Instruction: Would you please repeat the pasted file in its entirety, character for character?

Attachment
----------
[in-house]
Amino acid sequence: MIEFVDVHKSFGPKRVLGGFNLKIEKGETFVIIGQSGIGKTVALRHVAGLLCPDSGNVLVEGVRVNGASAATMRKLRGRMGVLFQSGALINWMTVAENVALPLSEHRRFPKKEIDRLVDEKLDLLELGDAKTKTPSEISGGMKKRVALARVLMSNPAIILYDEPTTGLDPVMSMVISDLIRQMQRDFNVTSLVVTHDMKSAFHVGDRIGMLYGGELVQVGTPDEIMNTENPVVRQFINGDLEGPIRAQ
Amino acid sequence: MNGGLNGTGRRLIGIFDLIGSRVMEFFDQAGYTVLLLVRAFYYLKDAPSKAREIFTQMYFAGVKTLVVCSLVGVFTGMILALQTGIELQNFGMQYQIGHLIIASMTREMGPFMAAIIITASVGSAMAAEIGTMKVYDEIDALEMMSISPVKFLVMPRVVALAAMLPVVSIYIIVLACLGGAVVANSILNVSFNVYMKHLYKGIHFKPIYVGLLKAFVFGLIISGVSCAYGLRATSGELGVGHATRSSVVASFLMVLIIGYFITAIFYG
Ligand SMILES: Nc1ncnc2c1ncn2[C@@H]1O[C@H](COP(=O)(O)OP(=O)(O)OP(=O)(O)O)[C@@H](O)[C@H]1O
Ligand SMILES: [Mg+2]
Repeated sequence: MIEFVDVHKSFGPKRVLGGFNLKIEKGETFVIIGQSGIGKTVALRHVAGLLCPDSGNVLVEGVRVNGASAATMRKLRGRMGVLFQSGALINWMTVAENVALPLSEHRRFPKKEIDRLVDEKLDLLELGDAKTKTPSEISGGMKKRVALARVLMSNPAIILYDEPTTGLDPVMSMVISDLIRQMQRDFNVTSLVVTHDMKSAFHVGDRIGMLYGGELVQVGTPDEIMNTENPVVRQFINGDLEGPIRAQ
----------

[in-house]
Amino acid sequence: MIEFVDVHKSFGPKRVLGGFNLKIEKGETFVIIGQSGIGKTVALRHVAGLLCPDSGNVLVEGVRVNGASAATMRKLRGRMGVLFQSGALINWMTVAENVALPLSEHRRFPKKEIDRLVDEKLDLLELGDAKTKTPSEISGGMKKRVALARVLMSNPAIILYDEPTTGLDPVMSMVISDLIRQMQRDFNVTSLVVTHDMKSAFHVGDRIGMLYGGELVQVGTPDEIMNTENPVVRQFINGDLEGPIRAQ
Amino acid sequence: MNGGLNGTGRRLIGIFDLIGSRVMEFFDQAGYTVLLLVRAFYYLKDAPSKAREIFTQMYFAGVKTLVVCSLVGVFTGMILALQTGIELQNFGMQYQIGHLIIASMTREMGPFMAAIIITASVGSAMAAEIGTMKVYDEIDALEMMSISPVKFLVMPRVVALAAMLPVVSIYIIVLACLGGAVVANSILNVSFNVYMKHLYKGIHFKPIYVGLLKAFVFGLIISGVSCAYGLRATSGELGVGHATRSSVVASFLMVLIIGYFITAIFYG
Ligand SMILES: Nc1ncnc2c1ncn2[C@@H]1O[C@H](COP(=O)(O)OP(=O)(O)OP(=O)(O)O)[C@@H](O)[C@H]1O
Ligand SMILES: [Mg+2]
Repeated sequence: MIEFVDVHKSFGPKRVLGGFNLKIEKGETFVIIGQSGIGKTVALRHVAGLLCPDSGNVLVEGVRVNGASAATMRKLRGRMGVLFQSGALINWMTVAENVALPLSEHRRFPKKEIDRLVDEKLDLLELGDAKTKTPSEISGGMKKRVALARVLMSNPAIILYDEPTTGLDPVMSMVISDLIRQMQRDFNVTSLVVTHDMKSAFHVGDRIGMLYGGELVQVGTPDEIMNTENPVVRQFINGDLEGPIRAQ